MATTHEWS: What do you make of his charges? Is he charging -- the
Democrats saying they fear -- they want Newt as the opponent. Now, let me
ask you a question: Is there any logic to that, Michael, as a Republican
strategist? Do you think the Democrats want Newt? And therefore they want
to get rid of any opponent?

MICHAEL STEELE, FORMER RNC CHAIRMAN: Look, I believe the Democrats -
- at least the ones I have talked to in the last few weeks, especially,
really feel very confident that they`re going to have in the president the
ability to take on whoever the Republican nominee is. So from that
standpoint, strategically and politically, it doesn`t make sense from my
perspective for the Democrats to play this ball right now.

Why would you put in play something that could potentially, you know,
damage a potential nominee for the Republican Party next fall, why would
you do it today? It makes no sense.

So I`ve never really bought into this theory that this is all coming
from the left and that the Democrats want Newt Gingrich or they want some
other candidate in play.

I think, as I said before and will re-state again, this is an inside
job. This is something that was bubbled up from the bottom of the GOP well
to damage the momentum and eventually stop Herman Cain in his tracks.

MATTHEWS: Wait a minute. You believe it`s another candidate
involved in this?

STEELE: I don`t know if it`s necessarily -- it doesn`t necessarily
mean it`s another candidate. I mean, there are operatives in the GOP
beyond a political campaign who may have other interests and other designs
in place. In fact, I know that footprint very well, because it was placed
on my backside more than once.


STEELE: So I`m more than familiar with the handiwork here, and I`ve
expressed that personally to Herman. And I think that, you know, he needs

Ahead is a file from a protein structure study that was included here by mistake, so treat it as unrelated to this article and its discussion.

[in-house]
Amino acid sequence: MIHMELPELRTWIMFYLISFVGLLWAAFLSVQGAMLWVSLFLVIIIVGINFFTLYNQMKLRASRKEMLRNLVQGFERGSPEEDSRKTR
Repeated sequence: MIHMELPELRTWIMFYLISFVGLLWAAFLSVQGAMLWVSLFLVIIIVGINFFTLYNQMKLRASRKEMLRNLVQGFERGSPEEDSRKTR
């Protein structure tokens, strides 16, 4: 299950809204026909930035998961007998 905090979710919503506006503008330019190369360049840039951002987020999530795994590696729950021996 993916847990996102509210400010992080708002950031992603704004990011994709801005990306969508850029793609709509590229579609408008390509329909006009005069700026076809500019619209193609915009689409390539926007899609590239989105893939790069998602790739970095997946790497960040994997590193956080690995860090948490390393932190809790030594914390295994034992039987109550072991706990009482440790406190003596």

to be mindful of the fact that there are a lot of things at work here, a
lot of interests that go beyond, you know, the historic nature of his

MATTHEWS: Do you think there`s an ethnic aspect to this?

STEELE: No, I don`t think it`s so much that, Chris. You know, I`m
sure you can peel that onion and start to cry at some point, but I think,
you know, just at the surface level, no, I don`t think that that`s the
motivation here. A lot of folks like the idea that, you know, you have an
African-American of his qualifications and caliber running for the
nomination of the party. But then it gets to a point where there are, like
I said, other interests that come into play.

And those tend to take over. It has very little to do with race.

MATTHEWS: Let me go back to what looks to be the front running
situation. Shrummy, you and I have watched this game for 50 years -- well,
I think it is getting on 50, you and I.

SHRUM: Almost, yes.

MATTHEWS: Almost, since we were kids, we`ve been watching this. I
have never seen a warp speed politics like this in my life. I get chills.
It`s moving so darned fast, so damned fast right now.

Mitt Romney`s now on the cover of "Time" magazine tonight as a guy
who`s whining, as a guy who says, why don`t they love me? You know, they
took away my blanky, you know, I`m so upset. I mean, the guy had this --
he had the wind at his back, what, hours ago.

And now, Newt Gingrich has come back. Somebody said the word
Lazarus. I don`t want to, you know, dump on the New Testament, but Lazarus
is a pretty good example. He`s come back from the death bed.

You know, this is a new law of physics, what comes down must come
back. I mean, what is this guy doing? Shrummy, what`s wrong? Is this
country, on right at least, so confused, so angry, they can`t think?

SHRUM: No, I don`t think that`s what happened here. I think the
people on the right are thinking. I think they look at Romney, they`re
suspicious of Romney. They don`t think he means what he says. They`re not
sure they don`t want to trust him with the presidency.

And in politics, timing, as you know, Chris, is everything. And the
timing worked out for Newt. Everyone else got their audition. Newt didn`t
get his because he got in trouble months ago for saying the Paul Ryan
Medicare plan was right-wing social engineering. He got put off to the

And he was the last guy standing after a series of very good debate
performances, who was a plausible nominee, and the support is all flowing
to him. And you`re seeing Christian evangelicals move toward him. And
he`s saying to them, look, I did some bad things in the past. I did some